F. Responsibility for Standards of Behavior
Students are also responsible for all policies in Section III of this [H]andbook entitled
"Standards of Behavior and Student Accountability," specifically:
Student Code of Conduct
Sexual Harassment and Sexual Misconduct Policy
Additional Standards and Policies (. . . Title IX).
(Dkt. No. 1-3 at 38).
The relevant portions of the Sexual Harassment and Sexual Misconduct Policy, which is
contained in Section III of the 2014-2015 Handbook, states:
In Massachusetts, sexual harassment means unwelcome sexual advances, requests for
sexual favors, and/or physical conduct of an unwelcome sexual nature, when:
Such advances, requests or conduct have the purpose or effect of unreasonably
interfering with an individual's work performance by creating an intimidating,
hostile, humiliating or sexually offensive work environment or, in the educational
living/learning setting, the creation of [a] similarly hostile, humiliating, or
sexually offensive academic or student residential environment.
Other sexually-oriented conduct that is unwelcome and has the effect of creating a
workplace and/or learning environment that is hostile, offensive, intimidating, or
humiliating to male or female members of the University community may also constitute
sexual harassment. While it is not possible to list all circumstances that may constitute
sexual harassment, the following are some examples of conduct which, depending on
each circumstance, may constitute sexual harassment:
Unwelcome sexual advances, whether they involve physical contact or not;
Sexual misconduct refers to any form of physical contact or exploitation of another
person of a sexual nature that is made without effective consent. Effective consent means
that a person is able to make free, informed, and reasonable choices and decisions – and
is not impaired by intoxication or other drug consumption (be it voluntary or otherwise),
by disability, or by fear. Sexual behavior without effective consent can lead to sexual
misconduct, sexual assault, and/or sexual harassment. Consent is effective when it has
been clearly communicated. Consent may never occur if a person is unconscious,
unaware, or otherwise physically helpless.
(Dkt. No. 1-3 at 53-54) (emphasis original).
The last page of the 2014-2015 Handbook contains a single paragraph describing Title IX
(Dkt. No. 1-3 at 61). This section indicates that WNEU "does not discriminate on the basis of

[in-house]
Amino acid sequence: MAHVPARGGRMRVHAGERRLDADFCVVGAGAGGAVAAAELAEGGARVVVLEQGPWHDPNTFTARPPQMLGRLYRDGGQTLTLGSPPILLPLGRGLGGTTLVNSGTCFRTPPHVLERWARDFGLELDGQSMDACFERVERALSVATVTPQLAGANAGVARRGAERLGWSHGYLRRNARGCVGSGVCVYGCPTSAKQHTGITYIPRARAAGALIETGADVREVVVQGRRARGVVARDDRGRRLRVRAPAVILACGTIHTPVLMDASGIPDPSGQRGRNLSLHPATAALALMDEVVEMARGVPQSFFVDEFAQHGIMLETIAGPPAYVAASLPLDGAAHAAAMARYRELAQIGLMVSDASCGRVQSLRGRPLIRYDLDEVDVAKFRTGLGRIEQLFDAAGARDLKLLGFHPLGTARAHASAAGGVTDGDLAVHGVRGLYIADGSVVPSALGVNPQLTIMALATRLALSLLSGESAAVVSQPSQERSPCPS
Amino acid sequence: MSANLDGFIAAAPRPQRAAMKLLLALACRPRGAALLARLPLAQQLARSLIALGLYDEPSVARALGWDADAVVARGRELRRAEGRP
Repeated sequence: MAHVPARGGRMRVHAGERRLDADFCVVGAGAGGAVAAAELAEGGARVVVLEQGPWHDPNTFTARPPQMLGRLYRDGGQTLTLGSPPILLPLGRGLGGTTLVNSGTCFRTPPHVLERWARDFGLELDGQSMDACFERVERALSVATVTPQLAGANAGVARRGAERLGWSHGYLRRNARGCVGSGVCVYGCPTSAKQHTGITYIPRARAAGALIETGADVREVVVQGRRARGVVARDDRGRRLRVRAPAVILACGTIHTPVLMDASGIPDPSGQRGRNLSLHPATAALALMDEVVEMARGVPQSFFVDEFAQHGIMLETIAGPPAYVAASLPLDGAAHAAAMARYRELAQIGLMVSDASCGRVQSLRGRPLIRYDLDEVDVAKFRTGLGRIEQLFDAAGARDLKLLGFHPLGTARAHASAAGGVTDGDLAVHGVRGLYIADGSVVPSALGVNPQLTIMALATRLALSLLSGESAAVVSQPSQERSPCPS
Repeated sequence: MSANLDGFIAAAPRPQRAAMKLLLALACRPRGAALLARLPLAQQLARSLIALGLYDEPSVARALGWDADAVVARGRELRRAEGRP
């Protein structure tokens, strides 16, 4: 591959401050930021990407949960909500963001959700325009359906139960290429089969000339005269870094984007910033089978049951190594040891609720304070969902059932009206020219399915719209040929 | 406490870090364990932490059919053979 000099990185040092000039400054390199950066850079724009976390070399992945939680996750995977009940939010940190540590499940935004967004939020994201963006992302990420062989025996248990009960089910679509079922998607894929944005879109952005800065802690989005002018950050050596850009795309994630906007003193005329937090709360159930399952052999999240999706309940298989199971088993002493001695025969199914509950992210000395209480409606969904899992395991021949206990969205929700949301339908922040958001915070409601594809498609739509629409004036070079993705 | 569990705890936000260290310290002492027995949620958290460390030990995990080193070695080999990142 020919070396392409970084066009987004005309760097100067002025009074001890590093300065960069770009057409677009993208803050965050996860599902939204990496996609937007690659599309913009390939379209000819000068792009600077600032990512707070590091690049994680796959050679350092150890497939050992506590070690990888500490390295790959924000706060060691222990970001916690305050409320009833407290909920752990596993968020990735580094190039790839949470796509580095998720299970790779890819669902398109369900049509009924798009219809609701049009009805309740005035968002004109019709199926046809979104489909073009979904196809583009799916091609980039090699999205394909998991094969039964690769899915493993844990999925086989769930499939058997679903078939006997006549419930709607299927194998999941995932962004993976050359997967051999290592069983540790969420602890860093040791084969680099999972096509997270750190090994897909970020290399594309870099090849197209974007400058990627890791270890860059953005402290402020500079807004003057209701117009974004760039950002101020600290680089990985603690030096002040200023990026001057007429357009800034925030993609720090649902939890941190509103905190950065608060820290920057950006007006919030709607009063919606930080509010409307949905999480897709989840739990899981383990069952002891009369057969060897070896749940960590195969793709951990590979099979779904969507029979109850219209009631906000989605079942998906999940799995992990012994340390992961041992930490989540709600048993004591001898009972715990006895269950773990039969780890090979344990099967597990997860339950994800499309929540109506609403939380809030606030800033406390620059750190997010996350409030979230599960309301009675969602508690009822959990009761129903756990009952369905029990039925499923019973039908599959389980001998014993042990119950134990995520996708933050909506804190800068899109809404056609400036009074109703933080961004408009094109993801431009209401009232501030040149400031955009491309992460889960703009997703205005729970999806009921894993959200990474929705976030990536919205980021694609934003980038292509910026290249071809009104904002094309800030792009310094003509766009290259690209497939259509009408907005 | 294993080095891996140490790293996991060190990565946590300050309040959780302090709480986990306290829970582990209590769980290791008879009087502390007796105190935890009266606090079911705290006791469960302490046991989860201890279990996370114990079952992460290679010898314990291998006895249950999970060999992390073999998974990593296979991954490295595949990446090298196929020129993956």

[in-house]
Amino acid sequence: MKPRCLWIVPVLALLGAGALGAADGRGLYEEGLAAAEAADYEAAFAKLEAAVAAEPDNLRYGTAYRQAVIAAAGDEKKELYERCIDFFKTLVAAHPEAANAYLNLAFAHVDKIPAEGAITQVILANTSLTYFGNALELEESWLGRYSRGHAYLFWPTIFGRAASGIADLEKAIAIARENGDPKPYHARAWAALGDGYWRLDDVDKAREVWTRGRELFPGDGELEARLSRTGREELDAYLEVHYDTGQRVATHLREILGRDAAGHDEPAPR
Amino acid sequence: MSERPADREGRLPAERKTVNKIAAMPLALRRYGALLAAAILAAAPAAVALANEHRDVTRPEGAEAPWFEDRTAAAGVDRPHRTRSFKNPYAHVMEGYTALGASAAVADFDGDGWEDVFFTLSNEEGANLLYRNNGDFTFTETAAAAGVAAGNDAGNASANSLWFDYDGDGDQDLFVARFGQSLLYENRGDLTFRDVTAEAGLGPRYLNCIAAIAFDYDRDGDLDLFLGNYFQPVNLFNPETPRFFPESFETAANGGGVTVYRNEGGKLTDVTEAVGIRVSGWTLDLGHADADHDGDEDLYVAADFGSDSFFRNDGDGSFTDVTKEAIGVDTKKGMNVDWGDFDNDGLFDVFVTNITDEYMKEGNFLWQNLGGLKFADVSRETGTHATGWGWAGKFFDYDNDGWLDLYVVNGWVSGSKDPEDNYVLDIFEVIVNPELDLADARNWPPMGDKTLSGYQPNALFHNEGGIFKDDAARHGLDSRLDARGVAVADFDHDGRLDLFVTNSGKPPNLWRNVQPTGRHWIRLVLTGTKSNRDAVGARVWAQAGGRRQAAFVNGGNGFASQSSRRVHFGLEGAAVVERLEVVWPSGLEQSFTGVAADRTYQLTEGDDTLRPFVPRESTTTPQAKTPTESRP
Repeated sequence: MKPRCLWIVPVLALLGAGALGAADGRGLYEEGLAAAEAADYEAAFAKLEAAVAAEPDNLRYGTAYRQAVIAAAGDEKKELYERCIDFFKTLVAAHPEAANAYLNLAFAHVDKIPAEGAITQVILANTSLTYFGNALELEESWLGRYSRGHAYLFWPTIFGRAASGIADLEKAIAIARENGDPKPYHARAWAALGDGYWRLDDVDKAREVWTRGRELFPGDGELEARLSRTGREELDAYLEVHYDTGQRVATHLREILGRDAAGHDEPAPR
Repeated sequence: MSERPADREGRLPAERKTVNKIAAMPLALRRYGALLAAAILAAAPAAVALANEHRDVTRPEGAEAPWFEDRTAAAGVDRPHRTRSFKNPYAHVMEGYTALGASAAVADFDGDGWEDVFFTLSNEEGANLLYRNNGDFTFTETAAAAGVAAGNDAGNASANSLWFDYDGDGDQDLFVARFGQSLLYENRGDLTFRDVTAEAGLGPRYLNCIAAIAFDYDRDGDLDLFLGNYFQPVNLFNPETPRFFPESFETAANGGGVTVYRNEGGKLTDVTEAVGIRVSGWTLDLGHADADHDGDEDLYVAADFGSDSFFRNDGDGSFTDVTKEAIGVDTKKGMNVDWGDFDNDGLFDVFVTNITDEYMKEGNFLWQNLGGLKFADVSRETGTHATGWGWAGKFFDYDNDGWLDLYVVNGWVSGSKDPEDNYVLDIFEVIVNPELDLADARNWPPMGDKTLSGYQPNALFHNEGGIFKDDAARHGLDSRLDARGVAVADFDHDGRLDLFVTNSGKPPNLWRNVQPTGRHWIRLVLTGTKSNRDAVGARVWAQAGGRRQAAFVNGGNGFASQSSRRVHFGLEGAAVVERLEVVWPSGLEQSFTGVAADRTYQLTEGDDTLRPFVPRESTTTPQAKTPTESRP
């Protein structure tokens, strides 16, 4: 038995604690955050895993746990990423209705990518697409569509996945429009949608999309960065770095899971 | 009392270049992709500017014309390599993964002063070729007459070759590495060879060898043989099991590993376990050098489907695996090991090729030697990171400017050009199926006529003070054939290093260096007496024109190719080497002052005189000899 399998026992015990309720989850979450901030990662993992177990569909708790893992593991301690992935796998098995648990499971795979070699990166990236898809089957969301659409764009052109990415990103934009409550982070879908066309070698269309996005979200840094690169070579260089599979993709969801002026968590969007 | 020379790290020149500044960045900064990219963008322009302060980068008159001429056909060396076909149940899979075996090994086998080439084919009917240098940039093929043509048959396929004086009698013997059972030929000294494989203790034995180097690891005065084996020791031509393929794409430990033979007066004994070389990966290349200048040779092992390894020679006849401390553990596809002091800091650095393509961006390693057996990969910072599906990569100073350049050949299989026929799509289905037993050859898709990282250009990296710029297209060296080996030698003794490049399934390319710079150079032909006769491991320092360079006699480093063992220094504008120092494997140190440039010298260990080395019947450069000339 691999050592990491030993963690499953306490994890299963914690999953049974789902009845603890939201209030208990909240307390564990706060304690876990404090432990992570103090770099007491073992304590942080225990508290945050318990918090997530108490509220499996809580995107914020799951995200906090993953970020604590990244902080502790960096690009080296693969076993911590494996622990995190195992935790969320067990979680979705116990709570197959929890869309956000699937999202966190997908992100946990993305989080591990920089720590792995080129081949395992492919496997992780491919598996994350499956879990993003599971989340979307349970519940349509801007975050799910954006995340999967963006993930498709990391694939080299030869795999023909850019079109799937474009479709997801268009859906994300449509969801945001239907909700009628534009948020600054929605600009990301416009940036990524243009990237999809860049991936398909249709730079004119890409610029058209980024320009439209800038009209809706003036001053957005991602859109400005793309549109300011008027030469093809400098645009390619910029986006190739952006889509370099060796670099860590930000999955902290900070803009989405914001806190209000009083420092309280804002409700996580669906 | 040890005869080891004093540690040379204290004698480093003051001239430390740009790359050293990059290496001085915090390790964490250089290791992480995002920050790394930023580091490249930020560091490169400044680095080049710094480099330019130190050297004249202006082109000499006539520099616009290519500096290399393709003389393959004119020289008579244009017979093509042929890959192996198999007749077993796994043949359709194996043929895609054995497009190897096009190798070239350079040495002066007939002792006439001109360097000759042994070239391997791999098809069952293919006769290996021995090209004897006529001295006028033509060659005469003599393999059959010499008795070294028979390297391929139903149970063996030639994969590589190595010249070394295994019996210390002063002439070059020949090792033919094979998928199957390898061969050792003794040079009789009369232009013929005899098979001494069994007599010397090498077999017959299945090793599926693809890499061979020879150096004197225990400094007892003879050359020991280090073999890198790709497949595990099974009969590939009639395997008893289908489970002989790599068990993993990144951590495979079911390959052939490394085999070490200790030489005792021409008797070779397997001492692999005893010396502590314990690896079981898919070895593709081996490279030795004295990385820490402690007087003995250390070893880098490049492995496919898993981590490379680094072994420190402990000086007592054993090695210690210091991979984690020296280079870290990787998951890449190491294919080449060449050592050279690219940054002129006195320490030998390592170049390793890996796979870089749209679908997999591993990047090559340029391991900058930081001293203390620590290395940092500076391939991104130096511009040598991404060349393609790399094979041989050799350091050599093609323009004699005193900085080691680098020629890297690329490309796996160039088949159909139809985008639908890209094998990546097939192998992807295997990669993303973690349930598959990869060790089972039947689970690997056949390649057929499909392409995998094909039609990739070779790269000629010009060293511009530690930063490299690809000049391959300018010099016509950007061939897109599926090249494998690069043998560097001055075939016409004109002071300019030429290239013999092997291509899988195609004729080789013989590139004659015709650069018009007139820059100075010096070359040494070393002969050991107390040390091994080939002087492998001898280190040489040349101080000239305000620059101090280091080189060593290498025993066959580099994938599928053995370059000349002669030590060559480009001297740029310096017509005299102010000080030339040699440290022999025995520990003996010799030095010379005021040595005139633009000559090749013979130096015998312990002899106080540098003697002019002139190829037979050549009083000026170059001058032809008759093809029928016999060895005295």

sex in its education programs; sexual harassment and sexual violence are types of sex
discrimination that will not be tolerated at the University" (id.). It also lists the Title IX officer,
Ollson, and the two deputies, Burke and another (Dkt. No. 1-3 at 62).
The Title IX Policy
The Title IX Policy, implemented on November 17, 2014, describes "Prohibited
Conduct," including "Sexual Misconduct" and "Sexual Assault" (Dkt. No. 1-6 at 4-6, 13), as
Sexual Misconduct[:] A violation of this policy may occur if one party engages in sexual
activity with another party without consent. In order for individuals to engage in sexual
activity of any kind with each other, there must be clear knowing [sic] and voluntary
consent prior to and during sexual activity. Effective consent means that a person is able
to make free, informed, and reasonable choices and decisions, and is not impaired by
intoxication or other drug consumption (be it voluntarily or otherwise), by disability, or
by fear. Consent is effective when it has been clearly communicated. Consent may
never occur if a person is unconscious, unaware, or otherwise physically helpless.
Anything but a clear, knowing and voluntary consent to any sexual activity is equivalent
to a "no."
Coercing someone into sexual activity violates this policy in the same way as physically
forcing someone into sex. Coercion occurs when someone is pressured for sex.
In short, consent may include explicit communication and mutual approval of the sexual
activities in which the parties are involved. For consent, individuals involved in the
sexual activity must willingly and knowingly engage in the activity. As a result, consent
cannot be given due to physical force, intimidating behavior, threats, or coercion.
Engaging in sexual activity with someone through force, intimidation, threats, or coercion
is a violation of this policy. Further consent cannot be given by an individual who is
incapacitated. . . . Sexual misconduct offenses include but are not limited to, sexual
harassment, sexual assault, and sexual violence as defined below.
(Dkt. No. 1-6 at 4) (emphasis added).
Sexual Assault: The term "sexual assault" means any nonconsensual sexual act
proscribed by Federal, tribal, or State law, including when the victim lacks capacity to
Sexual assault includes, but is not limited to:
Coercing, forcing, or attempting to coerce or force a person to touch another
person's intimate parts without that person's consent.
(Dkt. No. 1-6 at 5-6). The Title IX Policy continues by describing the University's reporting
requirements, including the requirements for claims of sexual misconduct and the resulting
investigation (Dkt. No. 1-6 at 7-8). The Policy states that the procedures for the resolution of
claims that are outlined in the Handbook's Student Code of Conduct in the Student Handbook
apply to cases in which the respondent is a student, and provides a link to the 2014-2015